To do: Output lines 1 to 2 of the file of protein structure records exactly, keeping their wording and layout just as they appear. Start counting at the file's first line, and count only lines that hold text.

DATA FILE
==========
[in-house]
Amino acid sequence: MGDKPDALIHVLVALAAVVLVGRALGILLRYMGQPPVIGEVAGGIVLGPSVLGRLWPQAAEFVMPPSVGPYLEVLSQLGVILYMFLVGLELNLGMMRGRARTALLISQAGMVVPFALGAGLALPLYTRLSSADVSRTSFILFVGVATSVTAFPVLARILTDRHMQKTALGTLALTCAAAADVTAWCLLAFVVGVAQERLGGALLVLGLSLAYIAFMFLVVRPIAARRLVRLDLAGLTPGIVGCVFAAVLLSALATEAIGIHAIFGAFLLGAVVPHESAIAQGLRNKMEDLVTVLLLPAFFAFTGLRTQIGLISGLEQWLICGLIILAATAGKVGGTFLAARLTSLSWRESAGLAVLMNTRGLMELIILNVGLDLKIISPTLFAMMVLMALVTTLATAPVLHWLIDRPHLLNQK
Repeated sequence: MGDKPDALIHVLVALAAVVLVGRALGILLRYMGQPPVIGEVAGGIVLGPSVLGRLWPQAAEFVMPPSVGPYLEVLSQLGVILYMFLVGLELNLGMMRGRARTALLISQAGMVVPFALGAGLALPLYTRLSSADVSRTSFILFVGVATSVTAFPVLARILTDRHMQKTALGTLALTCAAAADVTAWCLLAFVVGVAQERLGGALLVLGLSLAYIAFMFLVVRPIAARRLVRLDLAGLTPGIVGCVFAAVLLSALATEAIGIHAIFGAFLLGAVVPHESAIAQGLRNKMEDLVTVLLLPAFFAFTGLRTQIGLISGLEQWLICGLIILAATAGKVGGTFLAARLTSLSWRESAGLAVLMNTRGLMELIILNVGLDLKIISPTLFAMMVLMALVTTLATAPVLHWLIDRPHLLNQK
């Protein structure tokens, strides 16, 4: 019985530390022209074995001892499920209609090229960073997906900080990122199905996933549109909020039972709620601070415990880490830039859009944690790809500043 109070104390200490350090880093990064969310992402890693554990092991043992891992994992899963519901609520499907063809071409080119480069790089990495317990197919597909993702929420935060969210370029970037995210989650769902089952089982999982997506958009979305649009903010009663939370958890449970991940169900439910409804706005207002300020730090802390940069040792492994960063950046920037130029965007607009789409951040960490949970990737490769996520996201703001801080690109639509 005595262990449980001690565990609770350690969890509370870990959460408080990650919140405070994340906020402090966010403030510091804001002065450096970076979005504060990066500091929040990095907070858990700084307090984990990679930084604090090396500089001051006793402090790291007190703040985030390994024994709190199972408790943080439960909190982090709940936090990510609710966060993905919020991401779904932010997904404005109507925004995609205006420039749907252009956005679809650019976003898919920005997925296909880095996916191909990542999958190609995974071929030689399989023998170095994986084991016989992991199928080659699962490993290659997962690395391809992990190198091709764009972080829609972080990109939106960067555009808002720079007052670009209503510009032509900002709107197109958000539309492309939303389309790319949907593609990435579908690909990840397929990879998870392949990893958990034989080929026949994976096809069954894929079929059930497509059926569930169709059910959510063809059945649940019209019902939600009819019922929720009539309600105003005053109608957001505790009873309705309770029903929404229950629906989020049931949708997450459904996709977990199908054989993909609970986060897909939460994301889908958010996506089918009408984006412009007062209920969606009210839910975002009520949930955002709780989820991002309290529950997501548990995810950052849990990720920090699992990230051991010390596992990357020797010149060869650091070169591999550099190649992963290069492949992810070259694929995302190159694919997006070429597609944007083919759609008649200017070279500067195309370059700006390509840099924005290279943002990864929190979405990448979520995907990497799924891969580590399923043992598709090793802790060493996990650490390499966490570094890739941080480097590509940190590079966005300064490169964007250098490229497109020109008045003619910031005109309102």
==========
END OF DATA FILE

[in-house]
Amino acid sequence: MGDKPDALIHVLVALAAVVLVGRALGILLRYMGQPPVIGEVAGGIVLGPSVLGRLWPQAAEFVMPPSVGPYLEVLSQLGVILYMFLVGLELNLGMMRGRARTALLISQAGMVVPFALGAGLALPLYTRLSSADVSRTSFILFVGVATSVTAFPVLARILTDRHMQKTALGTLALTCAAAADVTAWCLLAFVVGVAQERLGGALLVLGLSLAYIAFMFLVVRPIAARRLVRLDLAGLTPGIVGCVFAAVLLSALATEAIGIHAIFGAFLLGAVVPHESAIAQGLRNKMEDLVTVLLLPAFFAFTGLRTQIGLISGLEQWLICGLIILAATAGKVGGTFLAARLTSLSWRESAGLAVLMNTRGLMELIILNVGLDLKIISPTLFAMMVLMALVTTLATAPVLHWLIDRPHLLNQK